Meow... meeeooow... MEOW!!

Cats use a variety of meow types in a general, nonspecific way to attract the attention of their caretakers. It follows that additional cues such as body postures, orientation and activity level are equally important for communication. Studies suggest that cats use a variety of meows in general and again, paired with body language, they try to effectively communicate with people. Body language includes facial expressions, body, and tail positions to help express their feelings and get their message across.

Cats vocalize frequently with owners, with the "meow" noise being the most common. Purring is also a very common kitty sound, and is usually associated with pleasure or contentment- though some veterinarians report purring in sick or painful cats as well. Interestingly, the majority of pet cats use the meow almost exclusively when interacting with humans but do not typically use it when interacting with other cats.

Meows are highly variable and vary with each situation, but all signify some type of good-natured social encounter. Individual cats are known to develop an entire set of different meows for specific situations when interacting with human caretakers. They develop a myriad of meows- a meow for food, play, or cuddles- all specially made for their humans and help establish understandable communication.

Adult cats typically purr when they are in contact with a human caretaker, a familiar person, or even other cats! Another type is the trill or the "chirrup". This vocalization is commonly produced when greeting people or cats, and paired with open body language, an erect but relaxed tail in a question mark position. Now these physical and vocal cues are not true for every cat, as they all have unique personalities and quirks.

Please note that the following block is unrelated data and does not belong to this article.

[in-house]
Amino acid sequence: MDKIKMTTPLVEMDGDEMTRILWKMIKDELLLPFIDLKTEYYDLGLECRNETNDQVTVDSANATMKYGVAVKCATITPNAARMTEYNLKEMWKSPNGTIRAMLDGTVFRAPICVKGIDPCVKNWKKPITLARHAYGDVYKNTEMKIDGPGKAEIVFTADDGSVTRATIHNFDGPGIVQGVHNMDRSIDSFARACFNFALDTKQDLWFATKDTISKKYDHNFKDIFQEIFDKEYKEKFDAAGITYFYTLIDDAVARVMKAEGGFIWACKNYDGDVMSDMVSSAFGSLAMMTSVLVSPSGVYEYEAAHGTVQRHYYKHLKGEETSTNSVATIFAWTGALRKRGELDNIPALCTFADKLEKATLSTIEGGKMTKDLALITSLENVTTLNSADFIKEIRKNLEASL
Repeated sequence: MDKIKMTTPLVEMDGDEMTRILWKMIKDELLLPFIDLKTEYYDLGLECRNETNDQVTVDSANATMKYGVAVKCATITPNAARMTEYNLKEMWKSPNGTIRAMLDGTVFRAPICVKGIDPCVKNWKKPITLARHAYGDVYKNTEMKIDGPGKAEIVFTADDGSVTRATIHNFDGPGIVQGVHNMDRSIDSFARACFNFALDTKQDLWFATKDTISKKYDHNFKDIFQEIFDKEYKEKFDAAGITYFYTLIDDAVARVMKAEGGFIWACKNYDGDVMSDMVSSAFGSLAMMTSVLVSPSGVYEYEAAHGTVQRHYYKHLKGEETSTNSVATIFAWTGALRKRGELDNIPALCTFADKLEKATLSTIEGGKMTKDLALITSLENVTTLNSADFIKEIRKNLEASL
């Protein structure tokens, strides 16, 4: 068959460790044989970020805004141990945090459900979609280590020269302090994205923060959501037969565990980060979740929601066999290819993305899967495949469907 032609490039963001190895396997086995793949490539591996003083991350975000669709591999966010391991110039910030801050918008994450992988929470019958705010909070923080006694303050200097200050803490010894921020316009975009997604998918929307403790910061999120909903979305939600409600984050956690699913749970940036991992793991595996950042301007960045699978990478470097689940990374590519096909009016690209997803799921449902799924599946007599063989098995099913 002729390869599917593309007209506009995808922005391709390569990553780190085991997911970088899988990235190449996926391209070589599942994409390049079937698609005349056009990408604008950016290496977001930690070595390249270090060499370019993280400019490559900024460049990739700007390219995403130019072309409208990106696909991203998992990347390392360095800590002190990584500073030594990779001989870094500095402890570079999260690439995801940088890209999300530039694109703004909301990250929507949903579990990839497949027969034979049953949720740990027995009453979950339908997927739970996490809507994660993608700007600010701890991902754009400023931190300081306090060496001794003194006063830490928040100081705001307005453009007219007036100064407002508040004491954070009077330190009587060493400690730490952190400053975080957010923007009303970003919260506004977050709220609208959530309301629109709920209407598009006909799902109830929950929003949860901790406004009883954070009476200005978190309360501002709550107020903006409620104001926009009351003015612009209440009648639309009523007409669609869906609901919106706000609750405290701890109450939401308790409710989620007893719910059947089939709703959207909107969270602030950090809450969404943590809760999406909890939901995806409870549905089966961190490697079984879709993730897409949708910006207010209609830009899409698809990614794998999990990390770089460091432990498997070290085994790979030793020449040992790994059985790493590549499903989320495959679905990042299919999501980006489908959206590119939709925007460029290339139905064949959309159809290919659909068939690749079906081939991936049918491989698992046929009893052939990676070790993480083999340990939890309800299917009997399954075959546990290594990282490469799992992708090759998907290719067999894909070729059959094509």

FUN FACT: The purr is one of the few vocalizations that occur with the mouth closed, and during both inhalation and exhalation, versus just exhalation like most!

A cat will generally either greet in a friendly confident manner, or not approach at all. The nose-to-nose, or the nose touch, is a way cats typically greet other familiar cats. Some cats have altered this behavior to incorporate human contact and will sniff an appendage then rub their face. Some cats roll on their back to greet their owners, a behavior normally demonstrated by female cats as an invitation to play or be petted. Felines do not engage in dominant/submissive behavior that is seen in dogs. The belly-up position is most commonly a play posture. Though we cat owners know that even though the belly floof is the softest of floofs, it typically comes with a bite or two upon contact.


Cats do vocalize with other cats when it comes to territory or personal space, and that's when the deep yowls come into play. Cats also hiss when they are fearful and/or defensive. The spit is considered to be a more intense form of the hiss, and is used to deter predators or avert threats. The howling, hissing, and spitting is usually paired up with a large sideways body posture, with the cat making themselves seem larger than their opponent. Most negative cat interactions are typically resolved through only vocalizations, but some fights can occur.

Elderly felines can become senile, and when that occurs, owners might hear them yowl at night or even during the day for no seemingly reason. Studies show that senility in cats cause deafness, confusion, and ataxia. It is uncertain why these cats meow so vociferously and frequently, but the meowing seems to be directed at no one and might exhibit new meows from their repertoire.